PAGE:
Christian history, were Arians from the time of the famous Bishop Ulphilas, the translator of the Bible; the Lombards remained Arians up to the end of the sixth century, the reign of their Queen Theolinda; the Visi-Goths in Spain remained Arians until the reign of King Recared; nor was it until the Council of Toledo A.D. 589 that the clause 'Filioque,' or 'et a Filio,' was inserted in the Nicene Creed as a definite witness to the renunciation of Arianism in Spain.
Arianism is often set in opposition to Unitarianism; and, if the opposition, as it is generally stated, may be said to hold good, Milton was always rather an Arian than a Unitarian. To quote Masson's language about him:
In opposition to those who contend for the merely human nature of Christ he maintains the doctrine of the two natures of Christ, holding that no name short of The-Anthropos or God-Man adequately describes the Christ who walked and suffered on our earth."
But Unitarianism, as represented in the writings of Faustus Socinus, who is generally regarded as the author of Unitarian theology, went far beyond the meagre Unitarianism which has been advocated by some, although not perhaps the most illustrious, of his followers. Faustus Socinus held, it is true, that Jesus Christ was not pre-existent before His birth into the world, and that He neither stood nor stands in an eternal divine relation to God as His Father. But Faustus Socinus held also that Jesus Christ was born of the Virgin Mary by the operation of the Holy Spirit, that He came upon earth as God's commissioner to reveal God's law, that He exercised miraculous powers, that not only did He die, but on the third day after His death He rose from the grave, that His resurrection and His subsequent ascension were the attestations of His unique mission, that since His ascension He sits at God's right hand, and that He will one day return to the earth as the Judge of the living and the dead.
It is evident that such a Creed as this approximates to the Arian theology. History perhaps presents no stranger incident than the failure of Arianism after its brief and wide success. For the Arian conception of Christ's personality has commended itself to Christians of such high intellectuality and profound spirituality as Milton himself, Sir Isaac Newton, Locke and Semuel Clarke. Even John Stuart Mill, in the third of his posthumous essays, while decisively rejecting the divinity of Jesus Christ, could look with some appreciation upon an Arian or semi-Arian doctrine in regard to Christ's Personality.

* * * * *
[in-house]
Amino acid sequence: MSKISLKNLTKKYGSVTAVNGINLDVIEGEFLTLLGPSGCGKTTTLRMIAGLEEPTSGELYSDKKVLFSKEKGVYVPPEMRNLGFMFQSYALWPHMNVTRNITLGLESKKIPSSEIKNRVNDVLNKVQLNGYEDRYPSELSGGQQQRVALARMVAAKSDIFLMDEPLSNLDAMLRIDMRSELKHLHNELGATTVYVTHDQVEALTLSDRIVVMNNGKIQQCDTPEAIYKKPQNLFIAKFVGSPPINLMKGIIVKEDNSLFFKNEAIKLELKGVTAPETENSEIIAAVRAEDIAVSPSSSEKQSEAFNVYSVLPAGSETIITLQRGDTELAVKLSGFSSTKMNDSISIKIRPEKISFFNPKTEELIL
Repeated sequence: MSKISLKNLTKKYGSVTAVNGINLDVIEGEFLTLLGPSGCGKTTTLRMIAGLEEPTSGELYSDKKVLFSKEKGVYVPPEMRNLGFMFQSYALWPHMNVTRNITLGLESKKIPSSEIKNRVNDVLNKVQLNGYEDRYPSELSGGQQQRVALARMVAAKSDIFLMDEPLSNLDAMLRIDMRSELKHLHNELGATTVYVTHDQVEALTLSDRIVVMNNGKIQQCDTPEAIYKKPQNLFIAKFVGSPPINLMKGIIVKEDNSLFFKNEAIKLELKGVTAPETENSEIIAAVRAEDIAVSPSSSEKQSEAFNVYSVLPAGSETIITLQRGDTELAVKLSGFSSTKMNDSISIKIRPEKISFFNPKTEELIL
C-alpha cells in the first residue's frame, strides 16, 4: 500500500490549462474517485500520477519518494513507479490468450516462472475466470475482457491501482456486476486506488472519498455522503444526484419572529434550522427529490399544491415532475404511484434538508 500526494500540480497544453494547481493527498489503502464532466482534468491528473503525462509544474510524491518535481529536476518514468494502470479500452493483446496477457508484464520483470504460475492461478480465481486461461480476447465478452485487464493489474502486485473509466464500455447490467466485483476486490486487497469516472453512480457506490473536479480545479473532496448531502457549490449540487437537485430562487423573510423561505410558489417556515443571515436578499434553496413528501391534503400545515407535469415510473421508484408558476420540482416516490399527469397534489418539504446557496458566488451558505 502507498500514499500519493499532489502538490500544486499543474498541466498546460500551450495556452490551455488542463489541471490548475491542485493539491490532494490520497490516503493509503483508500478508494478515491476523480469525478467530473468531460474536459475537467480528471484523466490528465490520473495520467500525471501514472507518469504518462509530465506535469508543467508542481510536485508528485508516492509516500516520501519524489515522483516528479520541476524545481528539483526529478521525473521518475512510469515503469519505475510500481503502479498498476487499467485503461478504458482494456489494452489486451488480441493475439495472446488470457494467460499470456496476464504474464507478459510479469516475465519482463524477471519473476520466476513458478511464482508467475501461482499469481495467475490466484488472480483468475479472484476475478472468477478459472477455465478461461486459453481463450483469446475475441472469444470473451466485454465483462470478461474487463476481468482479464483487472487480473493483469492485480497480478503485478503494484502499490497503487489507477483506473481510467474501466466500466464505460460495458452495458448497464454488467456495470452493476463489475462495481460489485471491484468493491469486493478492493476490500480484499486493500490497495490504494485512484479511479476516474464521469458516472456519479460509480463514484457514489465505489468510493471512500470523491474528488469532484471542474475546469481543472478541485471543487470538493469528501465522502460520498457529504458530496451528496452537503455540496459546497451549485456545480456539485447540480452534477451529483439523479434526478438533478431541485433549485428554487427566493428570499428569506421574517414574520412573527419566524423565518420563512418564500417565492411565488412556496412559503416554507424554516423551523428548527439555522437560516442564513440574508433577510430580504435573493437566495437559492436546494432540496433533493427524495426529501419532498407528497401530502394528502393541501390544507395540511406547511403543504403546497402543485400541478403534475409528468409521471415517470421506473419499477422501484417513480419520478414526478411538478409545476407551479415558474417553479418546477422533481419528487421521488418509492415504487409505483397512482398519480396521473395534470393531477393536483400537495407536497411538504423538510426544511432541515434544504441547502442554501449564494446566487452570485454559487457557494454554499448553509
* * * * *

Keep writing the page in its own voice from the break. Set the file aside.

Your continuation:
There is little doubt that Milton, who in his early life was apparently an orthodox Christian, gradually lapsed into the
"Life of John Milton, vol. vi. p. 832.
acceptance of an Arian theology, and, indeed, towards the end of his life became almost a Unitarian after the model of Faustus Socinus. It is true that he always claimed the right of using as his own the language of the Trinitarian Creeds, but he interpreted the Creeds in an Arian and even in a Socinian sense. To quote one passage only; in his treatise Of True Religion, heresy, schism, toleration and what best means may be used against the growth of Popery, a treatise published so late in his life as A.D. 1673, the year before his death, he writes as follows:
The Arian and Socinian are charged to dispute against the Trinity; yet they affirm to believe the Father, Son and Holy Ghost according to Scrip- ture and the Apostolic Creed. As for the terms Trinity, Tri-unity, Coessentiality, Tripersonality and the like, they reject them as scholastic notions not to be found in Scripture.
It is interesting to trace the development of Milton's theology. His Ode on the Morning of Christ's Nativity, although it was written in 1629, was first printed in 1645. In that ode he asserts the orthodox view of our Lord's divinity. The following passages are conclusive:
This is the Month, and this the happy morn
Of wedded Maid and Virgin Mother born,
That glorious Form, that Light unsufferable,
Wherewith he wont at Heav'ns high Councel-Table,
He laid aside; and here with us to be,
Forsook the Courts of everlasting Day,
And chose with us a darksom House of mortal Clay.
Say Heav'nly Muse, shall not thy sacred vein
Similarly the hymn within the ode contains such lines as these relating to the Infant Christ :
Nature in awe to him
Had doff't her gawdy trim,
With her great Master so to sympathise:
Confounded that her Maker's eyes
Should look so near upon her foul deformities.
Our Babe to shew his Godhead true,
Can in his swadling bands controul the damned crew.
It is evident that Milton remained in this orthodox state of mind as late as 1641, when he published his treatise Of Reforma